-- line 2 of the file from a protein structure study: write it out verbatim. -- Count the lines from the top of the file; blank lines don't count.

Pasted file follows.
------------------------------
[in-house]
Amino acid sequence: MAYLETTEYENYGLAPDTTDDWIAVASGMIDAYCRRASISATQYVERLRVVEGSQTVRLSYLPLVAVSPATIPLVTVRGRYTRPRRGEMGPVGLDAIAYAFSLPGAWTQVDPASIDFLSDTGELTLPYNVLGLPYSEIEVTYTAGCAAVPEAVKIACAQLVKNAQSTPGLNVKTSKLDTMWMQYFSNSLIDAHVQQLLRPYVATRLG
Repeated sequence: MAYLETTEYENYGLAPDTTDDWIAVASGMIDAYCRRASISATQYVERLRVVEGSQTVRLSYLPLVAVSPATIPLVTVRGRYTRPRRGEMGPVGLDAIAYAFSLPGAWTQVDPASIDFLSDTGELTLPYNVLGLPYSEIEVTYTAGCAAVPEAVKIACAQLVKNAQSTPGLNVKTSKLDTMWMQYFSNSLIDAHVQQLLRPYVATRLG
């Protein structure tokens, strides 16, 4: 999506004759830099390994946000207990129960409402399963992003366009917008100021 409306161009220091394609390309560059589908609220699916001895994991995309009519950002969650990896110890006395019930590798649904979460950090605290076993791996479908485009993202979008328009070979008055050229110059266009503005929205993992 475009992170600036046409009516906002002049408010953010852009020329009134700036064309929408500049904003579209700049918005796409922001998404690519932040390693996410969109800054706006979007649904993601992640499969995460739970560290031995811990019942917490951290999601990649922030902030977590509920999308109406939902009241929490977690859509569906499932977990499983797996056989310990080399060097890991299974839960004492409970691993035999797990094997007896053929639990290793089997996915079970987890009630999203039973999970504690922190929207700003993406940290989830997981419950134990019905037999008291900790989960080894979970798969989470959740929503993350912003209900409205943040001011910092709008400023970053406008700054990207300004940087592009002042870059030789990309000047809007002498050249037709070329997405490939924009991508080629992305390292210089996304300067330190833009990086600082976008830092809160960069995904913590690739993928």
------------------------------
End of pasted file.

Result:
Amino acid sequence: MAYLETTEYENYGLAPDTTDDWIAVASGMIDAYCRRASISATQYVERLRVVEGSQTVRLSYLPLVAVSPATIPLVTVRGRYTRPRRGEMGPVGLDAIAYAFSLPGAWTQVDPASIDFLSDTGELTLPYNVLGLPYSEIEVTYTAGCAAVPEAVKIACAQLVKNAQSTPGLNVKTSKLDTMWMQYFSNSLIDAHVQQLLRPYVATRLG